It’s your opportunity to present your case, so make sure you’ve got a clear idea of how much the works will cost, and what your timeframe will be. It’s also advisable to know the true market value of the property — even if the auction reserve price is low — so you know where the threshold is between bargain and bust.
With auction finance, once the lender has run the necessary checks on your application, credit rating, and agreed to your proposal, you’ll have a concrete figure to work to. In some cases it might be very specific — for example, £250,000 for a three-bed semi — or if you’ve got a strong track record the lender might give you a range of figures. In some cases, it’s even possible to get auction finance for multiple properties, allowing you to boost your portfolio in one fell swoop.
If you’ve followed the steps so far, when you walk into the auction house you’ll have a really clear idea of how much you’re willing to pay for your target property. The lender will have given you a maximum figure they’ll let you borrow, and you should also know the market value of the property and what your competition are likely to bid.
This is an absolutely crucial point. If you’ve got an agreement in principle from an auction finance provider, you absolutely must stick to your budget. Bidding past the agreed figure in the heat of the moment might be enough to kill the whole deal — and without finance in place you’d stand to lose your 10% deposit if you can’t get the funds together in 28 days.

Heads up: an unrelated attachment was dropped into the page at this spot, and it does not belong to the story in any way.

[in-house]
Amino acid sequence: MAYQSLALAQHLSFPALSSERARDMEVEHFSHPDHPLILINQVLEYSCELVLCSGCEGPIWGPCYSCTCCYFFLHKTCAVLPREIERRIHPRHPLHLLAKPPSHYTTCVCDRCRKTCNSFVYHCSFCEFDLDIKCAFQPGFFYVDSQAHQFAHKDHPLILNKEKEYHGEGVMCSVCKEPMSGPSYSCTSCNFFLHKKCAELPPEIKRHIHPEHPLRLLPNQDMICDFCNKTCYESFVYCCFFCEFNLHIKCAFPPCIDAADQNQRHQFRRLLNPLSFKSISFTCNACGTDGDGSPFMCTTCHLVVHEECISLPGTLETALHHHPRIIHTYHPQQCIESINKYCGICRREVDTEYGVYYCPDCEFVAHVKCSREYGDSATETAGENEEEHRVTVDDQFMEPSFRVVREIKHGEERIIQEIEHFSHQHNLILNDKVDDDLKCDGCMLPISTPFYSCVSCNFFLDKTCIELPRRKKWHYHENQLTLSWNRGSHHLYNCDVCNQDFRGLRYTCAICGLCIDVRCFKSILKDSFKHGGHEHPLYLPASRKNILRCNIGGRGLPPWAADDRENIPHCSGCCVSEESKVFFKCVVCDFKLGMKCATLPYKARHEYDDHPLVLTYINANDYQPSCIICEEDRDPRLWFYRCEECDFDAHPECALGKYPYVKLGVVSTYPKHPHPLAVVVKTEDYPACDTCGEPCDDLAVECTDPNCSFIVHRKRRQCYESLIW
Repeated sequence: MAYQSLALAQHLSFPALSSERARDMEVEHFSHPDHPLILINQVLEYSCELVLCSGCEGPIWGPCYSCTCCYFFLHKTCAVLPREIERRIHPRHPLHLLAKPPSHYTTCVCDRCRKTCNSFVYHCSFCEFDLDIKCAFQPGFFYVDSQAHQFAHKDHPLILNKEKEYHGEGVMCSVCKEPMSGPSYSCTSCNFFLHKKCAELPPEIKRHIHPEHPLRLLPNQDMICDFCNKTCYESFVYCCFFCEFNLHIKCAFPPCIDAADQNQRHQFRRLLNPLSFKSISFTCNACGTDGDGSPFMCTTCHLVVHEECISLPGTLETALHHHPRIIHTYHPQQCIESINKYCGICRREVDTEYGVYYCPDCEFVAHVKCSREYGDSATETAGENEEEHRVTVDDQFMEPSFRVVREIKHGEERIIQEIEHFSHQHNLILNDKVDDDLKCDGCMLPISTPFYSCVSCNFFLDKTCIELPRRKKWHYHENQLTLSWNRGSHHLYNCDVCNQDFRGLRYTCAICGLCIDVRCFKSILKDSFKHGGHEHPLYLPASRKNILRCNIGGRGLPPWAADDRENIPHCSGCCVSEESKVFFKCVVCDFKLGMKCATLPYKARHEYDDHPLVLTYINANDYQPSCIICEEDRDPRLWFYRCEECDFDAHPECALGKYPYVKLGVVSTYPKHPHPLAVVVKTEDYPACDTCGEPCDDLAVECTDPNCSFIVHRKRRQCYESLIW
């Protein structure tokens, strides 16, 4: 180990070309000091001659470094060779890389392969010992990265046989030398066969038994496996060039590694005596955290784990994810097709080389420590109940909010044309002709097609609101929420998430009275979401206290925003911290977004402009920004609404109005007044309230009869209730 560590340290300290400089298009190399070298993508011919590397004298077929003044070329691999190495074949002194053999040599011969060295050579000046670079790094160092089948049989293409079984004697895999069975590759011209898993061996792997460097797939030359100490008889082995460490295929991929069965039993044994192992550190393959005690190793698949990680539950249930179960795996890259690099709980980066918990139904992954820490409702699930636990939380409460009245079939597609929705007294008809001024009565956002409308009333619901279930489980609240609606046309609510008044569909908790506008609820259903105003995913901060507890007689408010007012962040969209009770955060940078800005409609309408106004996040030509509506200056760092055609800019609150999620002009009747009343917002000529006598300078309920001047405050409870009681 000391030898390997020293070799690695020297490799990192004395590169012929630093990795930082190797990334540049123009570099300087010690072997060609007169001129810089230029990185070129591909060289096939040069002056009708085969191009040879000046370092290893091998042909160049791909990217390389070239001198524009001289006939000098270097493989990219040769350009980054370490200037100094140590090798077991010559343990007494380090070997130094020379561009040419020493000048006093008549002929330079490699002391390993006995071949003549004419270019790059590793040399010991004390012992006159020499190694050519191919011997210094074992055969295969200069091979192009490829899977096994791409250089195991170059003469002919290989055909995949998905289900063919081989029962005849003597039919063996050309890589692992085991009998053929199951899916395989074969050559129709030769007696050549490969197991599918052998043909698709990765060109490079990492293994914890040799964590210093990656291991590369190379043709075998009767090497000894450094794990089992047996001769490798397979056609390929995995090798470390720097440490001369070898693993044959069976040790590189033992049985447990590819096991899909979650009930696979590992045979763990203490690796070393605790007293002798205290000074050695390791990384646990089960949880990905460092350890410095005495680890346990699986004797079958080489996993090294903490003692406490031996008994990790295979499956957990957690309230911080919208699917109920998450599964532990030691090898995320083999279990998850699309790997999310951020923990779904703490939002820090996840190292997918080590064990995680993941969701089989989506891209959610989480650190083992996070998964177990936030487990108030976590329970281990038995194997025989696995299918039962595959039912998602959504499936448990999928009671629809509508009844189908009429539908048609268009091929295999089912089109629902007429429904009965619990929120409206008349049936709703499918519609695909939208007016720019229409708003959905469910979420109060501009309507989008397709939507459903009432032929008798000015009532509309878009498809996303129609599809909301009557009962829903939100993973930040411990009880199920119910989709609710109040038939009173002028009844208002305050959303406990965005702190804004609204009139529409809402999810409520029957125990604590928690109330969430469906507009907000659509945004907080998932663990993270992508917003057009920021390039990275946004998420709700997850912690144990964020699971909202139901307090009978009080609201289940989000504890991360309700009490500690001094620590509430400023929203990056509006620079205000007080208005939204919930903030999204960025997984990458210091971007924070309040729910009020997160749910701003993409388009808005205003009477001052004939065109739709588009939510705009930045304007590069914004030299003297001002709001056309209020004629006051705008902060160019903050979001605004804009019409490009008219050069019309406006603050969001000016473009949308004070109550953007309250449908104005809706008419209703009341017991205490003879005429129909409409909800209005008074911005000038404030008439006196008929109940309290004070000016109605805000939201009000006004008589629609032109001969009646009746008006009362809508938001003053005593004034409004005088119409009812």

If you’re not using auction finance to fund the auction, it’s still advisable to be strict with yourself. Remember, at this point you will have done your market research and calculations, so you should know what a good and bad price looks like.
Decide on your maximum price for the property — and stick to it.
It really is that simple. One way to decide on your budget is to think about three prices in advance of auction day; one low price that you’d consider a bargain, a medium price that’s a fair representation of the market, and one high price that you wouldn’t be willing to pay. Your maximum budget will be somewhere between the medium and high numbers.
You’ll also need to think about the work you would do to the property if you won the auction, and come up with best- and worst-case scenarios for that cost too. Even the most complex property developments have the same underlying principle — make your return higher than your outlay.
On auction day itself, you’ve got to be tough on yourself. If someone bids higher than your maximum, the auction is effectively over. It’s difficult to restrain yourself if you’ve only been overbid by a small amount, but if you’re tough on price, you won’t need to win first-time — because your impeccable research from earlier in the process means you’ll have many more properties to bid on!
For example, from auction finance you can exit into a commercial mortgage, which will mean you’re covered for the long-term. There’s a range of flexible property development finance available, and portfolios can often serve as security if there’s enough equity available — so whatever your situation, there’s funding out there that could be perfect for your business.